If you’re an investor, you may or may not have heard about new SEC regulation known as Regulation A+. However, it is likely a regulation that will drastically change the game for those looking to get involved in smaller companies that offer tremendous growth opportunities. Today, we’ll talk about what Regulation A+ is, a few examples of how it’s already being used, and how this new regulation really could changed the game.
What Is Regulation A+
As mentioned above, Regulation A+ is a relatively new regulation. The regulation surrounds how companies can issue public offerings. For example, in the past, if a smaller company wanted to issue shares and raise say $10 million in doing so, it would be nearly impossible. Old regulations required these companies to go through banks, most of which wouldn’t want to touch such a small offering. If they did decide to take the offering on, their fees would weigh down the actual funds raised in such a way that it may not be worth it for the company to do it anymore.
However, today, we have Regulation A+. This regulation is part of Title IV of the JOBS Act and it allows companies to raise their own money from the public. In fact, companies can now raise up to $50 million from the public without having to go to a bank to do it.
The Regulation A+ offerings work just like your standard IPO. They allow the companies to offer shares to the general public, without requiring them to go through accredited investors. While these companies do need to file with the SEC and get approval before taking advantage of this regulation, it is now possible, and relatively easy. Even the fees paid to the SEC for a Regulation A+ offering are far lower than the fees on a traditional IPO and disclosure requirements are much easier to deal with. At the end of the day, what Regulation A+ does is make it easier for companies to raise relatively small amounts of money from the investing public.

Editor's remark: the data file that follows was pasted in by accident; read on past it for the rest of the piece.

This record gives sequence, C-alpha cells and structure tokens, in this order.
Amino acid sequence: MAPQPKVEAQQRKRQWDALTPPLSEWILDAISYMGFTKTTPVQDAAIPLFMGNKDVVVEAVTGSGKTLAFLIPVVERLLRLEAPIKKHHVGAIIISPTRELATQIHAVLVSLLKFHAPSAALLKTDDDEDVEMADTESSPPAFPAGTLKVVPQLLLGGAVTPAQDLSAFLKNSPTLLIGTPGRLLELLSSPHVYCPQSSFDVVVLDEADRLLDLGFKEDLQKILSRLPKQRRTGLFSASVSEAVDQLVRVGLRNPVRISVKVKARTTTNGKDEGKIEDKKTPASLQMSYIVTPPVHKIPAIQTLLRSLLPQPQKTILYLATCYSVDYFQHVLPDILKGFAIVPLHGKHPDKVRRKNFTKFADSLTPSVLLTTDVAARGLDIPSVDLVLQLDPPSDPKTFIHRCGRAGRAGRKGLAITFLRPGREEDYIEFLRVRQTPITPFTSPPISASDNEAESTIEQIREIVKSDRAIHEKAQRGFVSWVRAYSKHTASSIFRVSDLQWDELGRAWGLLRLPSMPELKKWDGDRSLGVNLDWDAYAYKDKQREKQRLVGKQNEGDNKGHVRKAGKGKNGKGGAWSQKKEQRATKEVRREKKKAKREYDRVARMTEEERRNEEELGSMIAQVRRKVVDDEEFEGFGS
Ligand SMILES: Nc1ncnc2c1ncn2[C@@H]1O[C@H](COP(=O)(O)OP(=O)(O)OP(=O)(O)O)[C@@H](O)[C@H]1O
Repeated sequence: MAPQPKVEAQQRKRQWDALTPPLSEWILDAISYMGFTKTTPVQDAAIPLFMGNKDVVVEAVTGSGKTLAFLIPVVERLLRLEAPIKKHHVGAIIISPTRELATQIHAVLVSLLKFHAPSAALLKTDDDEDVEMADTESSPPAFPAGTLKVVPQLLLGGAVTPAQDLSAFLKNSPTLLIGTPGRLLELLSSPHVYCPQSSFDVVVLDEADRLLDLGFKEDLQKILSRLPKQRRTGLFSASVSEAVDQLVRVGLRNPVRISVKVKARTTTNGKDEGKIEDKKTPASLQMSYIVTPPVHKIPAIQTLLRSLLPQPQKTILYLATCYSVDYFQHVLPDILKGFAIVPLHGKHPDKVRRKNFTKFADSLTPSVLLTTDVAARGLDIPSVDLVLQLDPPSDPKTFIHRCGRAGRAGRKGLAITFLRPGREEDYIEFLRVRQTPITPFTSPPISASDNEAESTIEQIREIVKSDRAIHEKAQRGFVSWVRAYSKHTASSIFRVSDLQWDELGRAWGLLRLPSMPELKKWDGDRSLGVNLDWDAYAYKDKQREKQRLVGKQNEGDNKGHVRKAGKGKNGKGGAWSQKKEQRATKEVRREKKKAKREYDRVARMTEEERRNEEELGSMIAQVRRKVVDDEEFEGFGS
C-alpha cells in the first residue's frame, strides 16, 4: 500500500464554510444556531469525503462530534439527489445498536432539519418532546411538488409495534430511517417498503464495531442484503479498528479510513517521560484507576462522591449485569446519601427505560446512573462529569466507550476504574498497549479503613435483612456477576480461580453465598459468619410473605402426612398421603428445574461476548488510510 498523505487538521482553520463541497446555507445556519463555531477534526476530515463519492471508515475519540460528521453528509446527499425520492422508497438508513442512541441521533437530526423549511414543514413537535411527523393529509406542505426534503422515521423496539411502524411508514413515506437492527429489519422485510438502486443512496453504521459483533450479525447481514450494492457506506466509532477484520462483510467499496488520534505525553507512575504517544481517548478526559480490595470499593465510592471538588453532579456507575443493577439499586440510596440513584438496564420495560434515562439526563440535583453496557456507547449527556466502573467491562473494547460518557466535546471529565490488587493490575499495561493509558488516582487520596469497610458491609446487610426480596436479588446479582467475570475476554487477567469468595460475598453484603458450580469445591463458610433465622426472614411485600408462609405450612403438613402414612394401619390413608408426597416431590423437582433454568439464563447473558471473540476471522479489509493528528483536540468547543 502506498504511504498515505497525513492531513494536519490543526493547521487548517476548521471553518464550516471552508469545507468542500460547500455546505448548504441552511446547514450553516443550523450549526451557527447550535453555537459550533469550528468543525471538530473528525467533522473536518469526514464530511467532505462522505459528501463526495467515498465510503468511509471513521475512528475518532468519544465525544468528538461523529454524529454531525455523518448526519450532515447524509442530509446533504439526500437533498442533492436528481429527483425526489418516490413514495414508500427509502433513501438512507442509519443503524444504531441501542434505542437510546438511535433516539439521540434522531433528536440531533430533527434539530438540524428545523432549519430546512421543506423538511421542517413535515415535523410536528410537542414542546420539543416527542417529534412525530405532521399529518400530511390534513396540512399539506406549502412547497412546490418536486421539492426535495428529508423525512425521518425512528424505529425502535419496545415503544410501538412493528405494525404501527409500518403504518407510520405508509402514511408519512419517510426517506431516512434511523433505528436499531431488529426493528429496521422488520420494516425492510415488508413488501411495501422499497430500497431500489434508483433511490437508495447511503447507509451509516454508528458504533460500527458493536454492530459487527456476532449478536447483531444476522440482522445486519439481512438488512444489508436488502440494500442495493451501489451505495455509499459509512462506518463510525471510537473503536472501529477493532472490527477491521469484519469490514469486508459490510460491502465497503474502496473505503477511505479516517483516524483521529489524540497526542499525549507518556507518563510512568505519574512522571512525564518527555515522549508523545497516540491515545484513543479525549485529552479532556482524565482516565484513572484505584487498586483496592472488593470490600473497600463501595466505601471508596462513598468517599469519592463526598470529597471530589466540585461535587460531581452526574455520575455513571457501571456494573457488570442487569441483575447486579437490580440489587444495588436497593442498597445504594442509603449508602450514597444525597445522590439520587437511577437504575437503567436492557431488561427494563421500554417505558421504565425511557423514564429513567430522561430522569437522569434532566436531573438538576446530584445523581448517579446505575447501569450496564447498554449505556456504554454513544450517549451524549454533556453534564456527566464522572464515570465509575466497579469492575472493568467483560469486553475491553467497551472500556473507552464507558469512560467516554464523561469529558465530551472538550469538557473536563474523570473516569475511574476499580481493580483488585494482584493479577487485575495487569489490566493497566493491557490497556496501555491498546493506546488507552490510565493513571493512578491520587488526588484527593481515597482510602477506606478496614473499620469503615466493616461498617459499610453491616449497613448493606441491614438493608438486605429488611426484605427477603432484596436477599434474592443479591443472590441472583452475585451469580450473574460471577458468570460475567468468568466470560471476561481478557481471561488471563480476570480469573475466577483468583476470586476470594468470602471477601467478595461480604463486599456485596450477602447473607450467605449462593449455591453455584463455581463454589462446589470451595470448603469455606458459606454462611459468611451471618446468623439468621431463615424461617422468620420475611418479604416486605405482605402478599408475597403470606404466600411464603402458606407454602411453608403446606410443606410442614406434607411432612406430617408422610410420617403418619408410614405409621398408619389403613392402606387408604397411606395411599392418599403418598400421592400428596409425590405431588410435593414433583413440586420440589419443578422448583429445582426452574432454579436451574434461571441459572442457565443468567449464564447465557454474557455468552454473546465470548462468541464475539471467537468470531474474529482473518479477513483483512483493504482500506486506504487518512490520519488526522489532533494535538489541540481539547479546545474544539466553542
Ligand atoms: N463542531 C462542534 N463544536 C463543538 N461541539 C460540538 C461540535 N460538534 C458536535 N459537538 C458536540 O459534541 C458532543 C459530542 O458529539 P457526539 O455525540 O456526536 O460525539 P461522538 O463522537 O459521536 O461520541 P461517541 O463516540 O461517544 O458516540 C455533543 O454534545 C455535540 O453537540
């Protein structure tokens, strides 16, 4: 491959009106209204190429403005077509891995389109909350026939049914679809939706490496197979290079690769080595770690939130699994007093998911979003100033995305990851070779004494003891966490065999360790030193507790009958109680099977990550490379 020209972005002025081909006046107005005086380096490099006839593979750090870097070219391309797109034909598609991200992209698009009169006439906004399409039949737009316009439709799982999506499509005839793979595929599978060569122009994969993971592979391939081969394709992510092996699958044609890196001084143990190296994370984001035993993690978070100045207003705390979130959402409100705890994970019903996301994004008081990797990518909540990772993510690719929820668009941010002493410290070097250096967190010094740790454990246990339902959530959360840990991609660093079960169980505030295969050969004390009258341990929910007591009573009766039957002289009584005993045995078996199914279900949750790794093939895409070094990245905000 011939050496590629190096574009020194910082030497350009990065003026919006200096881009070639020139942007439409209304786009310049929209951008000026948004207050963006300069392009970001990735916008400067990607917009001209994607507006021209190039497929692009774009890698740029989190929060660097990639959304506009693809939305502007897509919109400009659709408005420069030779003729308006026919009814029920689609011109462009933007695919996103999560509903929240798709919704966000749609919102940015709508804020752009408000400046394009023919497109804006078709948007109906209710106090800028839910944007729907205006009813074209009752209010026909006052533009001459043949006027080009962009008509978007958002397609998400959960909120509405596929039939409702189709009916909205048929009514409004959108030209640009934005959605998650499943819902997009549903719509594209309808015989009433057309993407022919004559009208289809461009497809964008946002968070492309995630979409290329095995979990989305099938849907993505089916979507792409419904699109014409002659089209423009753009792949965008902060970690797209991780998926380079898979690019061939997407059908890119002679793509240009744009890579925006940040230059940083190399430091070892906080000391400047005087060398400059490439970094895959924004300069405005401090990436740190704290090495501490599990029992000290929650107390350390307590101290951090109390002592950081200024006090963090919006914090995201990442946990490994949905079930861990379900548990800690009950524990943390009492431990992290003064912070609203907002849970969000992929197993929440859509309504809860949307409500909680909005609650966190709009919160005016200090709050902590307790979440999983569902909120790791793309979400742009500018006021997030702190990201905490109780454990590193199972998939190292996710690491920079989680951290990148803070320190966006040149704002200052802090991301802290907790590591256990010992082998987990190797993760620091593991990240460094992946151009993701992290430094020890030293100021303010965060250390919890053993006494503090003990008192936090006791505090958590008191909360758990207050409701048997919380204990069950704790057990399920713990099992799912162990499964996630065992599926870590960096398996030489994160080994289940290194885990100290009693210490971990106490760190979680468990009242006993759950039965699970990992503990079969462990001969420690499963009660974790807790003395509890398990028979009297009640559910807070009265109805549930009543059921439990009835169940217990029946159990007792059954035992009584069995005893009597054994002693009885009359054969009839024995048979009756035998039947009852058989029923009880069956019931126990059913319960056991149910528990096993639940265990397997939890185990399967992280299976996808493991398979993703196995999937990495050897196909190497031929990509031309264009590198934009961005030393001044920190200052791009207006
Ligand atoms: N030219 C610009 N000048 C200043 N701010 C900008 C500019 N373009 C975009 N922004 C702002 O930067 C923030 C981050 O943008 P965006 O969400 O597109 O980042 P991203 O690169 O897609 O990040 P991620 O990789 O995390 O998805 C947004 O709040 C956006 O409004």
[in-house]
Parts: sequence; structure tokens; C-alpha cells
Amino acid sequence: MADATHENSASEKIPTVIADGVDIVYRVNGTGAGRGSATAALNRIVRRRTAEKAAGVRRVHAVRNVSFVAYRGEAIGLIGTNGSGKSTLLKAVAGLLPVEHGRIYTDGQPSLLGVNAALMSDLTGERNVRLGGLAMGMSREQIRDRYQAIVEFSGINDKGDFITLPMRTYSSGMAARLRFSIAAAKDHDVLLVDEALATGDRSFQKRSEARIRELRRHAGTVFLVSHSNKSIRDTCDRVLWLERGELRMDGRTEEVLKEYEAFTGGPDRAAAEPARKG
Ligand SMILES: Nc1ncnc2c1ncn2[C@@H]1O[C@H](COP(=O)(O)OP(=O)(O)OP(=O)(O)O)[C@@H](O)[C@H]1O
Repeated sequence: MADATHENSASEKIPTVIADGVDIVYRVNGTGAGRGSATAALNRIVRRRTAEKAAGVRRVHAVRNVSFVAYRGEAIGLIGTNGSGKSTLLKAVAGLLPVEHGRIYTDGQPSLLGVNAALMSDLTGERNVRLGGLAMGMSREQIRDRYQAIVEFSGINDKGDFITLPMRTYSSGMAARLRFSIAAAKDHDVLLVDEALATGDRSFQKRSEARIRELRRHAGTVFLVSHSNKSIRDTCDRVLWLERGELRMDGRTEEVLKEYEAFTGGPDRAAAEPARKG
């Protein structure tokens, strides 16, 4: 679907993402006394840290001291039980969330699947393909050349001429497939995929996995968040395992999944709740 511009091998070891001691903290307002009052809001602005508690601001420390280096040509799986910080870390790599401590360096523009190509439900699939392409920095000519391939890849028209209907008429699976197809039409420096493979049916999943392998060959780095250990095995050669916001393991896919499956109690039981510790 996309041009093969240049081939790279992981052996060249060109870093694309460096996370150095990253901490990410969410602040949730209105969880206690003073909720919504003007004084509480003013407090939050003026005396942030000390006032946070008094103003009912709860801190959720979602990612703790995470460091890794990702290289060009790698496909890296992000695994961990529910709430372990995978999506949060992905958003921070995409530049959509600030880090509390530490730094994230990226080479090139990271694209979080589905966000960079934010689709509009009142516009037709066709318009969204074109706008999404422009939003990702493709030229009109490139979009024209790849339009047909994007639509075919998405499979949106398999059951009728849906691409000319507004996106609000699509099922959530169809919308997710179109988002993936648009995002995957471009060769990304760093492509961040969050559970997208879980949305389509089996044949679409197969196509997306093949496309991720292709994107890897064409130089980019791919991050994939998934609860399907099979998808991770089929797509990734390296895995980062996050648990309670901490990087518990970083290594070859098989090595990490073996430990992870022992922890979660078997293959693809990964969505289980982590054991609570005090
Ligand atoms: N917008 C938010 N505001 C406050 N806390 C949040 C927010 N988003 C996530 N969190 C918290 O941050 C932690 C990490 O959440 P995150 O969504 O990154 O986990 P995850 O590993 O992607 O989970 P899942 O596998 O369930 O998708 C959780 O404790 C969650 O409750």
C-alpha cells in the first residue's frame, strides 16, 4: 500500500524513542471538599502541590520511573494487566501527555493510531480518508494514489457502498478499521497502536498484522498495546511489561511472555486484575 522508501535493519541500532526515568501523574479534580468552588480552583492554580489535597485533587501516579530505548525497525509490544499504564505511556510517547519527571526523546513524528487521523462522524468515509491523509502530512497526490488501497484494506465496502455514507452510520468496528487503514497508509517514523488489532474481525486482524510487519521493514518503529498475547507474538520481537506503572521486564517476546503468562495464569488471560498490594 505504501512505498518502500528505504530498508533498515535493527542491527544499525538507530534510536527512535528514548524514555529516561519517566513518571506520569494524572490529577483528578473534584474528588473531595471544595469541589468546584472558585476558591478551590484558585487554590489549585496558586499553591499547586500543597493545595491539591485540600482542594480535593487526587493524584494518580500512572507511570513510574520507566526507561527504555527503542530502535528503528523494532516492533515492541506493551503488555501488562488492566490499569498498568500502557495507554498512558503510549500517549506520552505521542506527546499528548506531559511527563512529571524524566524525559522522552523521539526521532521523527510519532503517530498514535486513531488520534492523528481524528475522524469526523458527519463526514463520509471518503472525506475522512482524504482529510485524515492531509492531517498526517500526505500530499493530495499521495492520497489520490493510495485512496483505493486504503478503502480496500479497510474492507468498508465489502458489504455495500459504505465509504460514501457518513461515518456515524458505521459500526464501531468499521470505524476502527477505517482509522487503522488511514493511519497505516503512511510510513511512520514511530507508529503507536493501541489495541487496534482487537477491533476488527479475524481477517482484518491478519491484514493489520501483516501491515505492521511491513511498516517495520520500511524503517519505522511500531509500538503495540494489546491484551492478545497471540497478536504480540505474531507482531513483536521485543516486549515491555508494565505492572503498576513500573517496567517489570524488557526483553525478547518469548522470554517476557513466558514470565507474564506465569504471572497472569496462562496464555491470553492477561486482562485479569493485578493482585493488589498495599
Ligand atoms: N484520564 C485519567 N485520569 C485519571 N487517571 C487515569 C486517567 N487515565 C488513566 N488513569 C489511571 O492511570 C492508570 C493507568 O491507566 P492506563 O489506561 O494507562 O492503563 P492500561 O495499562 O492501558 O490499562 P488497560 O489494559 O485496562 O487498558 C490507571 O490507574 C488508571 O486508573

How This Gave Way To Different Types Of Offerings
There are multiple ways that this is being used. While it is an opportunity for smaller companies to appeal to the investing public, many already publicly traded companies are also using these types of small offerings to create customer loyalty programs. For example, there are two recent publicly traded companies that I can think of that are using regulations like Regulation A+ to their advantage…
- Domino’s Pizza – Chances are that you’ve seen tons of commercials about this recently. Domino’s Pizza recently launched a program where they are giving shares of their company to loyal customers.
- MTBC – MTBC recently gave shares to 50 customers through various similar regulations to show how much they are valued, saying the following in a statement…
“We greatly value our clients and their support of our corporate endeavors to facilitate affordable, quality healthcare… We are the first healthcare IT company to offer a loyalty program of this nature, and the positive feedback we have received thus far validates client confidence in our model, services and company.”
How This May Shape The Way We Find Opportunities Ahead
There is a specific type of investor that loves investing in small companies. That’s because when these companies hit it big, they’re likely to generate massive profits. The new regulation makes it possible for investors to take part in more of these opportunities. While finding them may be a bit more difficult while the regulation and resulting actions continue to evolve, this really could change the game for many in the long run!
What Do You Think?
How do you think Regulation A+ will change the game? Join the discussion in the comments below.